), says the IASB wants companies to calculate option values only at their date of issue and doesn't care what happens after that. Does this mean stock options can be valued? "They sure as hell can be," says Jones, "certainly a lot better than they currently are, which is zero." Fighting words, and the fighting has just begun. Charles Schwab, founder and co-CEO of the firm that bears his name, spoke to Editor-in-Chief Stephen Shepard on Jan. 16 at BusinessWeek's "Captains of Industry" series at New York's 92nd Street Y. Excerpts:Q: At President Bush's economic summit in Waco, you proposed ending double taxation of dividends.A: I had four suggestions [for restoring investor confidence]. One was ending [the tax]. Glenn Hubbard, the President's chief economic adviser, also believed [in the idea] and glommed on to it. It has really taken on a life of its own.Q: Do you think it has a chance of passing?A: I think in some form it does. Every portfolio will rise 15% to 20% just with the very notion that dividends have some tax-exempt status. It will raise all boats. That will have incredible ramifications for investor confidence. Plus, it will change corporate governance. We can't just retain all our earnings. We'll have to pay the shareholders some reward.
It will bring more discipline to bookkeeping. The real companies will be the ones that have real earnings.Q: What were the three other ideas?A: The most you can write off on your personal income tax is $3,000 of net loss for a year. Most of us investors have a lot more losses than $3,000. We pay full taxes when things go up, [so] give us the ability, when things are bad, [to] take the write-off also on the negative side.
[Another] was to accelerate the time that 401(k)s and IRAs could add to their contribution at a faster rate. That's coming in the bill, but it's going to take a number of years. And I was calling for a code of conduct for every financial-services company. That didn't go too far.Q: How do you divide up the CEO job with David Pottruck?A: He carries a huge amount of weight in making the daily decisions. I work with him on strategy. I work with him on new products, new ideas, and so forth. He eventually will become [sole] CEO. With the stock market floundering, it's fair to say business news is in the tank. Financial-news network CNBC saw daily viewership drop 25% in 2002 from 2001, according to Nielsen Media Research.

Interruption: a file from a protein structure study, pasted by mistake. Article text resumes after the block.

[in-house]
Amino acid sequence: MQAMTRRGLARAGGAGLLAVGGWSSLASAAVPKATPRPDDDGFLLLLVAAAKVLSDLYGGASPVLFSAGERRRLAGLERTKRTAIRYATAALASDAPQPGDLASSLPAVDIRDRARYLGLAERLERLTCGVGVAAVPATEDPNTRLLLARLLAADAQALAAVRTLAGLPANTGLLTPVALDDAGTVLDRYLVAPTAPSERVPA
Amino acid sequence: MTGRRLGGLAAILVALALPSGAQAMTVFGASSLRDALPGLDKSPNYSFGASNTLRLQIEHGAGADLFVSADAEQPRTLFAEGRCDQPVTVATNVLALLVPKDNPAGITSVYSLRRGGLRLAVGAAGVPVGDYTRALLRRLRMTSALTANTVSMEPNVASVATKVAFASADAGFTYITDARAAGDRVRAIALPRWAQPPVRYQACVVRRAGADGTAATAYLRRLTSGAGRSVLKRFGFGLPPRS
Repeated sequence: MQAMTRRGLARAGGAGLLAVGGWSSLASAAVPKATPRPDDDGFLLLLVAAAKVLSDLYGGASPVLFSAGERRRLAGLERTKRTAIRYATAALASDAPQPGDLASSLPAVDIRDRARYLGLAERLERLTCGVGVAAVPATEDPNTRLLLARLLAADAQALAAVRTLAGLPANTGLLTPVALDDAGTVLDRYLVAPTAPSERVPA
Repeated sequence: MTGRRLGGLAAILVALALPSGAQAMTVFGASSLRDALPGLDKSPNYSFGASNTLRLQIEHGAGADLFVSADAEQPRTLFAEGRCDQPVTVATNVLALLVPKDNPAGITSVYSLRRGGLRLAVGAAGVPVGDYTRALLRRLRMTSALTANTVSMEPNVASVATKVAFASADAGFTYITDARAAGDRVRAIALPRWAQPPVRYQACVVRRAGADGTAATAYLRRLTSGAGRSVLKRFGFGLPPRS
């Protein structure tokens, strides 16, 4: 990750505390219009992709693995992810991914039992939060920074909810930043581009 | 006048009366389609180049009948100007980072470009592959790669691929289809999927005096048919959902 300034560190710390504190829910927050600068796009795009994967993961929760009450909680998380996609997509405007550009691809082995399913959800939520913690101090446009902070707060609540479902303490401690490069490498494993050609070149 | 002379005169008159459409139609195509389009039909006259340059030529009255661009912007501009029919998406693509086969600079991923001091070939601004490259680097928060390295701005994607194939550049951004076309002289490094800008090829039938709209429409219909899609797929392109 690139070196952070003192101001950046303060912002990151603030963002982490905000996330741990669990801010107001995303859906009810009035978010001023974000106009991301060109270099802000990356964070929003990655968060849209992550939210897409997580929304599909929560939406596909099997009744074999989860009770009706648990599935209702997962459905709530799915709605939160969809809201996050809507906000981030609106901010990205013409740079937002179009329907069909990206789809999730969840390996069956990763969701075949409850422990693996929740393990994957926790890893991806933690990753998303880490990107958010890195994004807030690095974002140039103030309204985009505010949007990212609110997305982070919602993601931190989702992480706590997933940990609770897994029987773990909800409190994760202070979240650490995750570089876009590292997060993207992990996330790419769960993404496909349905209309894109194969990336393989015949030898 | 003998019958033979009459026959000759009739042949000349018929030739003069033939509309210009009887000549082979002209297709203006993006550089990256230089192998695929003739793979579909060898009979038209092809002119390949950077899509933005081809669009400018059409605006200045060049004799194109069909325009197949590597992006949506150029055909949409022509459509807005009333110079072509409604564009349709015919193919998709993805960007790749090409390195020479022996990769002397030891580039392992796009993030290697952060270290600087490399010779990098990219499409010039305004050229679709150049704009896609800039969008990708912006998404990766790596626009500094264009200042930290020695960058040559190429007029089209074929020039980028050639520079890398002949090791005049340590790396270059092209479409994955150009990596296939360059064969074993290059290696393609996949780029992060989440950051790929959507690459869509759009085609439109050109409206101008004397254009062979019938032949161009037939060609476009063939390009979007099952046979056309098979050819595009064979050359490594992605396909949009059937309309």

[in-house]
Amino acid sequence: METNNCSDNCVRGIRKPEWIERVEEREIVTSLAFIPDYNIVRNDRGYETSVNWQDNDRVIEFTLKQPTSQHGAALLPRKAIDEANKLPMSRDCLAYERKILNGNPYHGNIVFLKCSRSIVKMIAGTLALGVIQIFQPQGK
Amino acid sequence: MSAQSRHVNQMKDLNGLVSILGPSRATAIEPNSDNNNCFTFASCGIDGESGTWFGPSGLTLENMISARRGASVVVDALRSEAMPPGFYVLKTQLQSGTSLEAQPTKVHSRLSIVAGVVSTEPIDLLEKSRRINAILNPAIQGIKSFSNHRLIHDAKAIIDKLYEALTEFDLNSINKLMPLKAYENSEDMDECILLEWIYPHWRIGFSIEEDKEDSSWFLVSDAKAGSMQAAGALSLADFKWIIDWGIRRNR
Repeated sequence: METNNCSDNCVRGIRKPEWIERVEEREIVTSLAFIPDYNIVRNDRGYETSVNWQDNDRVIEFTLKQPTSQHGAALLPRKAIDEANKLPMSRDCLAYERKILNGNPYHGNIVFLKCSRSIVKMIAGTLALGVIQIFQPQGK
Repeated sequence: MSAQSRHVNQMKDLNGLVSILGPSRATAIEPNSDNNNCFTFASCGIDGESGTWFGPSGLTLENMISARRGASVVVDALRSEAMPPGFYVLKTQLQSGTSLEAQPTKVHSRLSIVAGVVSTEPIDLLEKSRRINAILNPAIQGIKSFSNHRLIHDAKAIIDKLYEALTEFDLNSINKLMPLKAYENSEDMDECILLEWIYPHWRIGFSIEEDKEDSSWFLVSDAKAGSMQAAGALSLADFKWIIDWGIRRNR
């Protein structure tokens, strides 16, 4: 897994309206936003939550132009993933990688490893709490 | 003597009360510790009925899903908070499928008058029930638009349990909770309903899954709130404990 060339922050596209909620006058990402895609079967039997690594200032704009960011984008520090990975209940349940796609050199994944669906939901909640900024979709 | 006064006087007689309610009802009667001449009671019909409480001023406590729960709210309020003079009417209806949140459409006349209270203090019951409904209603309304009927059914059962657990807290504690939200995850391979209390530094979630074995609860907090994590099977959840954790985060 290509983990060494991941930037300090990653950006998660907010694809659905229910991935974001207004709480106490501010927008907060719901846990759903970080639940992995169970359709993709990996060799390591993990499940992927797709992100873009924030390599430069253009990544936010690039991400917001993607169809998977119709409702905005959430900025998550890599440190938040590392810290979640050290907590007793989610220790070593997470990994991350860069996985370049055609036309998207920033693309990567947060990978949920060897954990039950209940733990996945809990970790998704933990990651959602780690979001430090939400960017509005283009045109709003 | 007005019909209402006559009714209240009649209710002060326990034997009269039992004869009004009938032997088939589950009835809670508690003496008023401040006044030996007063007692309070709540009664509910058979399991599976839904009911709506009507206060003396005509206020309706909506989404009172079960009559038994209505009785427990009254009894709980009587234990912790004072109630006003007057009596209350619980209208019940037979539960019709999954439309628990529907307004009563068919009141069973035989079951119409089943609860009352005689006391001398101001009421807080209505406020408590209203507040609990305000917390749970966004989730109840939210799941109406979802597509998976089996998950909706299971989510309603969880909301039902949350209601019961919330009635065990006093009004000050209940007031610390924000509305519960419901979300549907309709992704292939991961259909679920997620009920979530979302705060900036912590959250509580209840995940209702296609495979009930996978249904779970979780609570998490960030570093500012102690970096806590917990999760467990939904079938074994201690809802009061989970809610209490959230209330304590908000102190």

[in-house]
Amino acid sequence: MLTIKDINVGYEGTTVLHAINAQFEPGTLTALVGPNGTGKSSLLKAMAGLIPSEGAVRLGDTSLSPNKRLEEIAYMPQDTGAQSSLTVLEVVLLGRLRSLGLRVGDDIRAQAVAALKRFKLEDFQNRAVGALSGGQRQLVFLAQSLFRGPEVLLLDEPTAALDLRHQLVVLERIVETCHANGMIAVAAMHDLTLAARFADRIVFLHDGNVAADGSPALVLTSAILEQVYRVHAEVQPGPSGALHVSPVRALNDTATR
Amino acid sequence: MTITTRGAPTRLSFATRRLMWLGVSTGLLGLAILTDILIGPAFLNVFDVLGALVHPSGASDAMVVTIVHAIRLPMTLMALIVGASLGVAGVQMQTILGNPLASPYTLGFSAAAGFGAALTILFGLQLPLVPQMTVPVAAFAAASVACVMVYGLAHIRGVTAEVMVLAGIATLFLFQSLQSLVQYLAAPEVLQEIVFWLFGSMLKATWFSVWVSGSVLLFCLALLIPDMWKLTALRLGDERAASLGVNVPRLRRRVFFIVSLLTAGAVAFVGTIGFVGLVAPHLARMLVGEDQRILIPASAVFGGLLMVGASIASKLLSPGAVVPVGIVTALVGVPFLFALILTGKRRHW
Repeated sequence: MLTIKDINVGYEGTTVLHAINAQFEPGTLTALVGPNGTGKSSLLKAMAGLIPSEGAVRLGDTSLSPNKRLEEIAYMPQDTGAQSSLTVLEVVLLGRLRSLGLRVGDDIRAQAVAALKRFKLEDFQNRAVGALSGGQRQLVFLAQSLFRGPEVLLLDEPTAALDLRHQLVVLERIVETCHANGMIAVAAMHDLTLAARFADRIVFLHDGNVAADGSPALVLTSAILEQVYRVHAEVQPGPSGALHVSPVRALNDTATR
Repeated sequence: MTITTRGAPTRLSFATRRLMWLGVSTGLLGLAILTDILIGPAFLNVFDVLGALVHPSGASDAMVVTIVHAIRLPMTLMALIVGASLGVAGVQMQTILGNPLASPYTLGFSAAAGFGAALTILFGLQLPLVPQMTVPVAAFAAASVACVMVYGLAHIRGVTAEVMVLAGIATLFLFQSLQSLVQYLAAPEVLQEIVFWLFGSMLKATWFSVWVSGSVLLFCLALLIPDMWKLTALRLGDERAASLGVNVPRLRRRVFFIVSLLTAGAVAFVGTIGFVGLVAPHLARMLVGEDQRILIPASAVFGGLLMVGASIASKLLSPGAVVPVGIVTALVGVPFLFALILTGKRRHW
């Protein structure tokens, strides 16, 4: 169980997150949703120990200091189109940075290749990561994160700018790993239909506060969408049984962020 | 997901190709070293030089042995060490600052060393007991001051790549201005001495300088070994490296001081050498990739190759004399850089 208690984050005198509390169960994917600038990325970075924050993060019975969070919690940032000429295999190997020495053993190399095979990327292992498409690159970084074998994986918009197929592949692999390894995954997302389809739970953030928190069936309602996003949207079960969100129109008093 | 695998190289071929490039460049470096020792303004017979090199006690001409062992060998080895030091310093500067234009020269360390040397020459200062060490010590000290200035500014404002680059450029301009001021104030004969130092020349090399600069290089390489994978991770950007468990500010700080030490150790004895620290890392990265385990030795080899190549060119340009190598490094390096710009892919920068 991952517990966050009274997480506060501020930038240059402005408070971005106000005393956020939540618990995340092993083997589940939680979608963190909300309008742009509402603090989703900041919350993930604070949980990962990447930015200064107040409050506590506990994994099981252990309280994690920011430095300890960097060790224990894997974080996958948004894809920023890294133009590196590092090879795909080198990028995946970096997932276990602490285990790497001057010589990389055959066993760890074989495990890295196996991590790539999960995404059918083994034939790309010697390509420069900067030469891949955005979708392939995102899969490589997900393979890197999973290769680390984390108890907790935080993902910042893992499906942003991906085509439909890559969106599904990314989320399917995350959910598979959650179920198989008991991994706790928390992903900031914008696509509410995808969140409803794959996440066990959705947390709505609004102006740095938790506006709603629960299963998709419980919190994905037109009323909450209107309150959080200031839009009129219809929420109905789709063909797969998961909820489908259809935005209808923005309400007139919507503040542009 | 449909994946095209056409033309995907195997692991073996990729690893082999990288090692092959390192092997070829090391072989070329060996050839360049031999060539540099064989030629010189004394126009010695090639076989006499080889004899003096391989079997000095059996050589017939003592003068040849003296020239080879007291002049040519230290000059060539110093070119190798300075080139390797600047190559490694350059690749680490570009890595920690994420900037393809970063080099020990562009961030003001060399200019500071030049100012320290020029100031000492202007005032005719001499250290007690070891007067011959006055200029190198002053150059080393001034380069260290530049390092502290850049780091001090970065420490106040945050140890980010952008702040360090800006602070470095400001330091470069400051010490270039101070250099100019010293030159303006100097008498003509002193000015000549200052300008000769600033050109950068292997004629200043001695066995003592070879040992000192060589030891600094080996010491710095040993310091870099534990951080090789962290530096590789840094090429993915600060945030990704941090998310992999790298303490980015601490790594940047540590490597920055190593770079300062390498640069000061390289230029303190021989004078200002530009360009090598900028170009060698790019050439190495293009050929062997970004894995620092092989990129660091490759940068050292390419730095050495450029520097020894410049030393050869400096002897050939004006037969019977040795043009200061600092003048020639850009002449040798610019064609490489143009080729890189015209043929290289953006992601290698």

But one show in the CNBC roster is picking up steam: the often-invigorating, oddly hip Kudlow & Cramer, which airs at 8 p.m. EST. Its hosts are the pinstriped, neo-conservative economist Lawrence Kudlow and the slightly disheveled, hyperbolic journalist, Democrat, and former hedge-fund manager James Cramer. Admittedly, its ratings are small, but viewership jumped 25% in the second half of 2002 vs. the first half, according to Nielsen. "It's an impressive spike," says independent media critic Jack Myers.
Media watchers say Cramer, with his artfully gesticulated, red-faced rants, and Kudlow, who is more reserved, are perfect spokesmen for badly burned investors. "Their anger may fulfill some sort of deep-seated need for those who have been screwed by the market," says Myers.
The two aren't exactly blemish-free themselves. In the early '90s, Kudlow resigned as chief economist for Bear Stearns, later citing cocaine and alcohol use. And Cramer has acknowledged unsavory trading practices in his recent book. Not everyone is a fan, either: Some wags refer to them as "Krudlow and Screamer."
Perhaps, as The American Spectator recently observed, their show is "just the acid bath Washington and Wall Street currently need." "Very disappointing. We've had Enron, Tyco, WorldCom. We've had the most tumultuous year ever in Corporate America. Despite all that, the [SEC] is softening, rather than toughening, the rules....It's just amazing." --Lynn Turner, ex-chief accountant, Securities & Exchange Commission